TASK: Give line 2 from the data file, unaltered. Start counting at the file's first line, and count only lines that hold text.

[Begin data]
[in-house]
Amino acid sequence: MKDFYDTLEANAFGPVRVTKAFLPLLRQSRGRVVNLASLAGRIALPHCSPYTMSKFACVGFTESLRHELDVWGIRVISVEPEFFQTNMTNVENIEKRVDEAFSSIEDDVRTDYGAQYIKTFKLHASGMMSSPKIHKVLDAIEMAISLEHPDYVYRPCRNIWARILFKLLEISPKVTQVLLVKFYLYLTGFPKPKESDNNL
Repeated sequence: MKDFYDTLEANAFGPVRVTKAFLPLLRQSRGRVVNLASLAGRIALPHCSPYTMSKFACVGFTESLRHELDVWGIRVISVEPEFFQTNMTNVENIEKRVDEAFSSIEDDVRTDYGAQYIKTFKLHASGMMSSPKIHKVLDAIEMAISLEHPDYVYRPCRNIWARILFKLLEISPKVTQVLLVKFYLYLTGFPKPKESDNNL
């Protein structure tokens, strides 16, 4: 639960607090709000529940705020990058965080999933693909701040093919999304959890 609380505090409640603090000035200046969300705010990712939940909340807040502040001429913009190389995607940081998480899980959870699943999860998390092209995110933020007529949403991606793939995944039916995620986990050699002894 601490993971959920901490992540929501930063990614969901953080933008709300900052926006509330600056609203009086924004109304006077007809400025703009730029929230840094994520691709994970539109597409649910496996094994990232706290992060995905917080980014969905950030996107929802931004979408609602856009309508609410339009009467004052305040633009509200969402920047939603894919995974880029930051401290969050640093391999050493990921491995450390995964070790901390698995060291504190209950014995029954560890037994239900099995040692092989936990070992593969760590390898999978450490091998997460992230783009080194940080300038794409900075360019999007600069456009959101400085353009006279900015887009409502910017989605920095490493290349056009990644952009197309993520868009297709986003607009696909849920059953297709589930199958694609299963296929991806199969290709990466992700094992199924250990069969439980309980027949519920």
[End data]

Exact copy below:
Amino acid sequence: MKDFYDTLEANAFGPVRVTKAFLPLLRQSRGRVVNLASLAGRIALPHCSPYTMSKFACVGFTESLRHELDVWGIRVISVEPEFFQTNMTNVENIEKRVDEAFSSIEDDVRTDYGAQYIKTFKLHASGMMSSPKIHKVLDAIEMAISLEHPDYVYRPCRNIWARILFKLLEISPKVTQVLLVKFYLYLTGFPKPKESDNNL